X-rays. Although they will not show any injury to your posterior cruciate ligament, X-rays can show whether the ligament tore off a piece of bone when it was injured. This is called an avulsion fracture. Your doctor may also order stress views, in which the doctor can assess just how far back the shin bone can move.

Magnetic resonance imaging (MRI). MRI scans create better images of soft tissues, like the posterior cruciate ligament, than X-rays.


Nonsurgical Treatment

If you have injured only your posterior cruciate ligament, your injury may heal quite well without surgery. Your doctor may recommend nonsurgical treatment options:

RICE. When you are first injured, the RICE method — rest, ice, gentle compression, and elevation — can help speed your recovery.

Immobilization. Your doctor may recommend a special brace to prevent the tibia bone from sagging backward (gravity tends to pull the bone backward when you are lying down). To further protect your knee, you may be given crutches to keep you from putting weight on your leg.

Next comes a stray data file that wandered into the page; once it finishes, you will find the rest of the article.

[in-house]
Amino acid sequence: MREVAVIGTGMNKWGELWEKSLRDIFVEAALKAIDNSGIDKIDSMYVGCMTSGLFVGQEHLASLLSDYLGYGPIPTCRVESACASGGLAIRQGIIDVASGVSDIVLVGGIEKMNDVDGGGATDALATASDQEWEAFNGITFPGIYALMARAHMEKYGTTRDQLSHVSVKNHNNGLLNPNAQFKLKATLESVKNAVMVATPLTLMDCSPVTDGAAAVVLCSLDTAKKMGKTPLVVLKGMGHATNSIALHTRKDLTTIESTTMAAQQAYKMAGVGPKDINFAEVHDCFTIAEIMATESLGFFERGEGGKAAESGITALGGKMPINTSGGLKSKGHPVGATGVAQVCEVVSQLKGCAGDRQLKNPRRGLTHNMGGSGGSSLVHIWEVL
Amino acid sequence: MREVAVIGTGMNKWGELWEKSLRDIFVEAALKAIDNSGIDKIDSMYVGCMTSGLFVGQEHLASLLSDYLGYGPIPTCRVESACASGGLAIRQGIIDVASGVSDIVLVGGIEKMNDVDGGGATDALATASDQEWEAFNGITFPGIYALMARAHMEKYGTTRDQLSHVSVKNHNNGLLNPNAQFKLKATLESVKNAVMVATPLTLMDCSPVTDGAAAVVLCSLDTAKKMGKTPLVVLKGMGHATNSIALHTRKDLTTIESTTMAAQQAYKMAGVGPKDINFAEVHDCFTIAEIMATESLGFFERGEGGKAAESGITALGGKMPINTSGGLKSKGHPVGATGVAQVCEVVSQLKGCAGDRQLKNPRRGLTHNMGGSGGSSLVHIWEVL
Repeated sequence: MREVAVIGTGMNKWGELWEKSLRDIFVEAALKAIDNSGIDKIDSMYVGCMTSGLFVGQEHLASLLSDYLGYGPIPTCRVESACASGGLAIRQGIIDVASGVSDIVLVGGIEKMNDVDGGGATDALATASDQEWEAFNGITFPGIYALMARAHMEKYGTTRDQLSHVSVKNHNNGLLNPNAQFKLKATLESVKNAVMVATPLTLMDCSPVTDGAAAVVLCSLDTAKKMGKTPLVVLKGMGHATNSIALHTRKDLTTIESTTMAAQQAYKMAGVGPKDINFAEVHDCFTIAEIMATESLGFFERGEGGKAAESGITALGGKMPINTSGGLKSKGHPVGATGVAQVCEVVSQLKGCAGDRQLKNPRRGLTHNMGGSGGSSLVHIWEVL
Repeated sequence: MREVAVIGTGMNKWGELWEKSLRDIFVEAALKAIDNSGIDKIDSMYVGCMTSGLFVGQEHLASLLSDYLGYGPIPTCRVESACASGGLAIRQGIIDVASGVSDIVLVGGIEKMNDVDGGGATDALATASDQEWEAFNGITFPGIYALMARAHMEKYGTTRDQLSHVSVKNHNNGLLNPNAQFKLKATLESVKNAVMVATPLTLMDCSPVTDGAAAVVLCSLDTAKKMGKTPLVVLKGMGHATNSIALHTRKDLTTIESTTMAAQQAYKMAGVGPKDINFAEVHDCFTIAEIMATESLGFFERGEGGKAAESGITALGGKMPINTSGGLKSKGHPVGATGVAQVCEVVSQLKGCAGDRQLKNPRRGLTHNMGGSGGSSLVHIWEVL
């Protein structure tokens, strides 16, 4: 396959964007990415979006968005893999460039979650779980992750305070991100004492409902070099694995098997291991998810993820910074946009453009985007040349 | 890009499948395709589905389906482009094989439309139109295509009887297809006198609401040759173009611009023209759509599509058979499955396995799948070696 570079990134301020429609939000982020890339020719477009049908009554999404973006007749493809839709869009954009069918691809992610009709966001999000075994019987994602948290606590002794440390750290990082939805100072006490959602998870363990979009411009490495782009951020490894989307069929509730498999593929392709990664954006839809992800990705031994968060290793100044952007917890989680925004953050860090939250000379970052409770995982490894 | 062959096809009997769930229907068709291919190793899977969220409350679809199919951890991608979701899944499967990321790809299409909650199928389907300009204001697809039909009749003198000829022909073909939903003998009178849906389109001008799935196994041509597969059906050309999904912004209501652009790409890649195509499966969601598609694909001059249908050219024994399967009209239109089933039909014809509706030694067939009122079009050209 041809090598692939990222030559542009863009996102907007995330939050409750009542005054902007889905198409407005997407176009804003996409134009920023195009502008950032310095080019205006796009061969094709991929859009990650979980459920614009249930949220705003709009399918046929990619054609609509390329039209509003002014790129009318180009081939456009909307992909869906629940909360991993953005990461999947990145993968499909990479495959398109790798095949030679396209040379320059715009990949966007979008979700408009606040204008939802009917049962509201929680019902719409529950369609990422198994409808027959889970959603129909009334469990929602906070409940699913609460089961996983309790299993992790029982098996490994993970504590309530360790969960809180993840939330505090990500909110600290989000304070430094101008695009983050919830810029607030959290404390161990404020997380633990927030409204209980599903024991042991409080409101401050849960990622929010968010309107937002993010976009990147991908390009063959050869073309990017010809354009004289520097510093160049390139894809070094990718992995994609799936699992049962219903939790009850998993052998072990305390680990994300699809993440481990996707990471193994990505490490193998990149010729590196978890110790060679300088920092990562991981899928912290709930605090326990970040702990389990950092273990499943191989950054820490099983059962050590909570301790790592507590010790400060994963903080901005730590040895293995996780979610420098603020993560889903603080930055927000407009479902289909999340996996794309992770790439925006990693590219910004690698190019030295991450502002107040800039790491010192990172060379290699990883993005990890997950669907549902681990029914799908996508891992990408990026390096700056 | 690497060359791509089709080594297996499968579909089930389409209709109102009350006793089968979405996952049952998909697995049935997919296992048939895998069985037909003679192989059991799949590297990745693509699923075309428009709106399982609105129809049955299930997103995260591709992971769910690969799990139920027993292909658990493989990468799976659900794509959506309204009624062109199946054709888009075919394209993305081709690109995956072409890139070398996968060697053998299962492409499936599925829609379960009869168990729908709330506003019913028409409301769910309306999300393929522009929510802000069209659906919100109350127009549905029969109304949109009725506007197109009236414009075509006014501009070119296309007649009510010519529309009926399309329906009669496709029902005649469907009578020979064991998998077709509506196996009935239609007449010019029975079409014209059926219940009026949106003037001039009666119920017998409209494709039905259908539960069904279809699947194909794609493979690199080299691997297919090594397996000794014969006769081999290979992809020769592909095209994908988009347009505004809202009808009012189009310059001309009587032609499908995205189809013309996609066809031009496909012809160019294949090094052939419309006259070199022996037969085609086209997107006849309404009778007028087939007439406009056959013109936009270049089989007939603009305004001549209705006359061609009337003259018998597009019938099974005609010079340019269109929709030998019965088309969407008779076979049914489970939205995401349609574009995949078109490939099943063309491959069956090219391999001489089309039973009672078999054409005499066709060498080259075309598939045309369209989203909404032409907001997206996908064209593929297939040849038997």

Physical therapy. As the swelling goes down, you will start a careful rehabilitation program. Specific exercises will restore function to your knee and strengthen the leg muscles that support it. Strengthening the muscles in the front of your thigh (quadriceps) has been shown to be a key factor in a successful recovery.

Surgical Treatment

Your doctor may recommend surgery if you have combined injuries. For example, if you have dislocated your knee and torn multiple ligaments including the posterior cruciate ligament, surgery is almost always necessary. Additionally, patients with an isolated PCL tear may benefit from reconstruction if they have persistent instability or pain that is not improving with non-operative treatment.

Rebuilding the ligament. Because sewing the ligament ends back together does not usually heal, a torn posterior cruciate ligament is typically reconstructed, or rebuilt. Your doctor will replace your torn ligament with a tissue graft. This graft is most often taken from another part of your body, or from another human donor (cadaver). It can take several months for the graft to heal into your bone.